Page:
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Age at filming: 19-25, Employer's name: Realtime Worlds
William K is a QA tester at Realtime Worlds. He makes sure that games play properly. He says "bit of the cliched old story of that I've always loved games from as long as I can remember". He says "right now I'm like getting my teeth into the industry within a development environment."

More information about information technology and telecommunications professionals n.e.c.

Check out 4 videos about this career


Average Salary
£37,960
Average Weekly Hours
39
Past Unemployment
YearUnemployed
20113%
20123%
Predicted Employment
Top 10 Industries
For This Job
IndustryJobs
Computer programming, etc25,887
Head offices, etc12,593
Architectural & related10,390
Education9,154
Specialised construction 9,080
Retail trade7,436
Public admin. & defence6,770
Wholesale trade5,900
Legal & accounting 5,484
Health 5,156
Employment Status
Description

Job holders in this unit group perform a variety of tasks not elsewhere classified in MINOR GROUP 213: Information Technology and Telecommunication Professionals.

Qualifications

Entrants usually possess a degree or equivalent qualification, although entry with other academic qualifications and/or significant relevant experience is possible. There is a variety of relevant vocational, professional and postgraduate qualifications available.

Tasks
  • Undertakes the testing of software, systems or computer games for errors, identifies source of problems and proposes solutions
  • Develops, implements and documents test plans for IT software, systems and computer games
  • Develops quality standards and validation techniques
  • Makes recommendations concerning software/system quality
  • Examines IT system for potential threats to its security and integrity and draws up plans for disaster recovery if security is compromised
  • Deals with and reports on breaches in security.
Employment by Region
Gender Balance
M 76% 24% F
Where to go next
Realtime WorldsSector Skills Council for IT ProfessionalsInformation and Statistics relating to the IT Industry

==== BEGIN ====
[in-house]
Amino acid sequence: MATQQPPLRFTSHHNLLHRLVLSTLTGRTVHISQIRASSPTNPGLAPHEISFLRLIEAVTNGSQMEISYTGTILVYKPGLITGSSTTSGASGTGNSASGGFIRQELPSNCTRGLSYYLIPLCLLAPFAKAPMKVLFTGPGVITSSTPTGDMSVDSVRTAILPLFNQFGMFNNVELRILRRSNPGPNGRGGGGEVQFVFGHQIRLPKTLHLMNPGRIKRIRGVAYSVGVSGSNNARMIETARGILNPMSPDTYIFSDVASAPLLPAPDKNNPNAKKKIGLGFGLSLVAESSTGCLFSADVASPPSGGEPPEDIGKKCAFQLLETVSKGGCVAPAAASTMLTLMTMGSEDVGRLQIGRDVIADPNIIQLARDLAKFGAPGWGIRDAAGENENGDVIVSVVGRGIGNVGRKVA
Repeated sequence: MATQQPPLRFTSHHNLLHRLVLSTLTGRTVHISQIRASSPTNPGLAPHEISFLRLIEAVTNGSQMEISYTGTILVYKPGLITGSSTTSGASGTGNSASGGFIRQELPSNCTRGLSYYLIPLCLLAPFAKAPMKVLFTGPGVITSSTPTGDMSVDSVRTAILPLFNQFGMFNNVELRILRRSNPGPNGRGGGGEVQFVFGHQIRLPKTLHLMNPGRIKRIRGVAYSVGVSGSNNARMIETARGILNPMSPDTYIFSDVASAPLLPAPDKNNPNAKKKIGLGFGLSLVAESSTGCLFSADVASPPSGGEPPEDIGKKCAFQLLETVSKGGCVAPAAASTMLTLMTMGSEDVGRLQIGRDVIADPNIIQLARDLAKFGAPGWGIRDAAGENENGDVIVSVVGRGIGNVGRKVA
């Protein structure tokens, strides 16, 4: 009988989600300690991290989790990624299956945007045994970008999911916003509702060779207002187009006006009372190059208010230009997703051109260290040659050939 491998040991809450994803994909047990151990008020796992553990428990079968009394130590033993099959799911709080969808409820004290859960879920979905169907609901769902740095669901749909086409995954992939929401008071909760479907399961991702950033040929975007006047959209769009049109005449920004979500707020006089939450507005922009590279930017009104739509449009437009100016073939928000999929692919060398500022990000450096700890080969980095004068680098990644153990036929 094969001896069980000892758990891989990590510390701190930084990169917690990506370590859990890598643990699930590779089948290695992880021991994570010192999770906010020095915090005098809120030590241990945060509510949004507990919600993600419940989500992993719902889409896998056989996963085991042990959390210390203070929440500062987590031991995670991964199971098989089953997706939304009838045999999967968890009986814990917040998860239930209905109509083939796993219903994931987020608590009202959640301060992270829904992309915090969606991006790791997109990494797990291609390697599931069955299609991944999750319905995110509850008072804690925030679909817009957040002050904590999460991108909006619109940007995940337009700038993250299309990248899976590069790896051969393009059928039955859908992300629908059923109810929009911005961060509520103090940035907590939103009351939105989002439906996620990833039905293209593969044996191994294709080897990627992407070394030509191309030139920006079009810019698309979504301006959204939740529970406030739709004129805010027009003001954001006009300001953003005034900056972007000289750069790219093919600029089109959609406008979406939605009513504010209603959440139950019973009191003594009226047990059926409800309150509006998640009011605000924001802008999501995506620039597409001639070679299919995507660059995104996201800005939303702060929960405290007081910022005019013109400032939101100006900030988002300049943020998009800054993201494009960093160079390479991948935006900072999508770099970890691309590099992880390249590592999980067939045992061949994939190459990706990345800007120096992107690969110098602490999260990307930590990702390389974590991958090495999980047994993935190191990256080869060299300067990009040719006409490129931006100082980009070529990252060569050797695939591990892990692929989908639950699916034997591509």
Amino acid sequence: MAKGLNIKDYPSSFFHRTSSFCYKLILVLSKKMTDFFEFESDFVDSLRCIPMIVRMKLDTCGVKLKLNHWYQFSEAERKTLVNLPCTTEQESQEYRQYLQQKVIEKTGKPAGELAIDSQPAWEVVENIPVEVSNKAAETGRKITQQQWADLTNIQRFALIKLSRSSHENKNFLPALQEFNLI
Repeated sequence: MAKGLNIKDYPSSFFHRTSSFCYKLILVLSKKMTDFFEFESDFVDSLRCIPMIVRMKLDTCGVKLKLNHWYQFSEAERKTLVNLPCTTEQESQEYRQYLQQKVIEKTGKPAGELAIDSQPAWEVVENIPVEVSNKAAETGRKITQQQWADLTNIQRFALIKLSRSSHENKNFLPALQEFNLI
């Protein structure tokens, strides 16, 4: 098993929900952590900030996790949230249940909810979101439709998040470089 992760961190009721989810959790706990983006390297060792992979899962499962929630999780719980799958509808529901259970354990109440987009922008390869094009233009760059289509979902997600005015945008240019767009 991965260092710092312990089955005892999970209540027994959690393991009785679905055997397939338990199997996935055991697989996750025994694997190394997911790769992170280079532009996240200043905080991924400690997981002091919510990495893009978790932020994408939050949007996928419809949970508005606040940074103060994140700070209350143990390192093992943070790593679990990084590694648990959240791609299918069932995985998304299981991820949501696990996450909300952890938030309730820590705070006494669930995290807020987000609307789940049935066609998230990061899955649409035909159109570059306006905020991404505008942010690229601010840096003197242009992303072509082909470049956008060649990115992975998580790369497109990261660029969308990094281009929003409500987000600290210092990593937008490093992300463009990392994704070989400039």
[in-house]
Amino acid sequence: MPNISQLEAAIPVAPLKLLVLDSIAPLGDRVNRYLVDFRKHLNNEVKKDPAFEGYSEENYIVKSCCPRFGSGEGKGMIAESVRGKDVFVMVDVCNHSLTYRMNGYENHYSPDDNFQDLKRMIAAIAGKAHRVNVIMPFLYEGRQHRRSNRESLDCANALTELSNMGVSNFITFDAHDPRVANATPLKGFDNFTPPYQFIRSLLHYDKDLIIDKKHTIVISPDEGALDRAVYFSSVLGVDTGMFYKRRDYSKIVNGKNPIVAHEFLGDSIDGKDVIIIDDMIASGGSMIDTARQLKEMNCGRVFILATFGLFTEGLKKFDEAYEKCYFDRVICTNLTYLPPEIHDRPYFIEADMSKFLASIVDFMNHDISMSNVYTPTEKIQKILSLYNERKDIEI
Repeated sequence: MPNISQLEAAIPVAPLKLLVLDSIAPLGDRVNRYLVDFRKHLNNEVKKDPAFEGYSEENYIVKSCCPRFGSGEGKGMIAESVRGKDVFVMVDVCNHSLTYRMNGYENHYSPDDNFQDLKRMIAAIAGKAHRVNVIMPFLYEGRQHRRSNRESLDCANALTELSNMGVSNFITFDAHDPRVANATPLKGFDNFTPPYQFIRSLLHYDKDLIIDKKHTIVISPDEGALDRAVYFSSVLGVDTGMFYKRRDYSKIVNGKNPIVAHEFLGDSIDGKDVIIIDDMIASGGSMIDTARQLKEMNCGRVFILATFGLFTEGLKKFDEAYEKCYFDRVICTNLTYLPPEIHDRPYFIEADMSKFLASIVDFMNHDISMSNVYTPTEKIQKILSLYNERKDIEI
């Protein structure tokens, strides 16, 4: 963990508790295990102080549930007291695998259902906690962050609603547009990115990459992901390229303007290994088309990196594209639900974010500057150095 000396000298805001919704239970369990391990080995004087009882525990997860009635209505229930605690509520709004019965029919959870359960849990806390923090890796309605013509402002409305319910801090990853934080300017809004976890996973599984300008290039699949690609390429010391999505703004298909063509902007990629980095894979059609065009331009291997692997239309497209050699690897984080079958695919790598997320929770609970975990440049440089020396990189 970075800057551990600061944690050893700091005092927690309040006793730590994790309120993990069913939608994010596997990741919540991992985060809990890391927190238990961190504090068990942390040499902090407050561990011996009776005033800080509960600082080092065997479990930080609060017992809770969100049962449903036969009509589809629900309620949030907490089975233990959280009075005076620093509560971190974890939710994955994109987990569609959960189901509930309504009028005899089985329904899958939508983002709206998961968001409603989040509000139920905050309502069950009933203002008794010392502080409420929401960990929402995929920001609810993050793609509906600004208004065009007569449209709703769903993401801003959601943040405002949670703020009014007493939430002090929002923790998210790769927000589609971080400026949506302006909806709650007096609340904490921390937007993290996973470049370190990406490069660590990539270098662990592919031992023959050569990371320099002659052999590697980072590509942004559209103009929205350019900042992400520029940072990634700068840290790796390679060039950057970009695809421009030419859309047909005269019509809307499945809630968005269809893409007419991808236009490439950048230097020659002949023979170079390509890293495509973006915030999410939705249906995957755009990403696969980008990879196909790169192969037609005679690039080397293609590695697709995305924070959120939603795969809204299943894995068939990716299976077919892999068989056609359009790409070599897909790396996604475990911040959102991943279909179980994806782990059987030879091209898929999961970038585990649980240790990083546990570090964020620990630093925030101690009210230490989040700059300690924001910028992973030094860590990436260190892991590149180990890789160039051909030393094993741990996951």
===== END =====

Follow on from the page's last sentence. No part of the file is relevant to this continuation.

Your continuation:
More information about programmers and software development professionals

Check out 16 videos about this career


Average Salary
£36,400
Average Weekly Hours
39
Past Unemployment
YearUnemployed
20113%
20123%
Predicted Employment
Top 10 Industries
For This Job
IndustryJobs
Computer programming, etc38,546
Head offices, etc18,752
Architectural & related15,471
Education13,630
Specialised construction 13,520
Retail trade11,073
Public admin. & defence10,081
Wholesale trade8,785
Legal & accounting 8,166
Health 7,677
Employment Status
Description

Programmers and software development professionals design, develop, test, implement and maintain software systems in order to meet the specifications and business objectives of the information system; they also design and develop specialist software e.g. for computer games.

Qualifications

Entrants usually possess a degree or equivalent qualification, although entry with other academic qualifications and/or significant relevant experience is possible. There is a variety of vocational, professional and postgraduate qualifications available.

Tasks
  • Examines existing software and determines requirements for new/modified systems in the light of business needs
  • Undertakes feasibility study to design software solutions
  • Writes and codes individual programs according to specifications
  • Develops user interfaces
  • Tests and corrects software programs
  • Writes code for specialist programming for computer games, (for example, artificial intelligence, 3D engine development)
  • Implements and evaluates the software
  • Plans and maintains database structures
  • Writes operational documentation and provides subsequent support and training for users.
Employment by Region
Gender Balance
M 76% 24% F
Where to go next
Realtime WorldsSector Skills Council for IT ProfessionalsInformation and Statistics relating to the IT Industry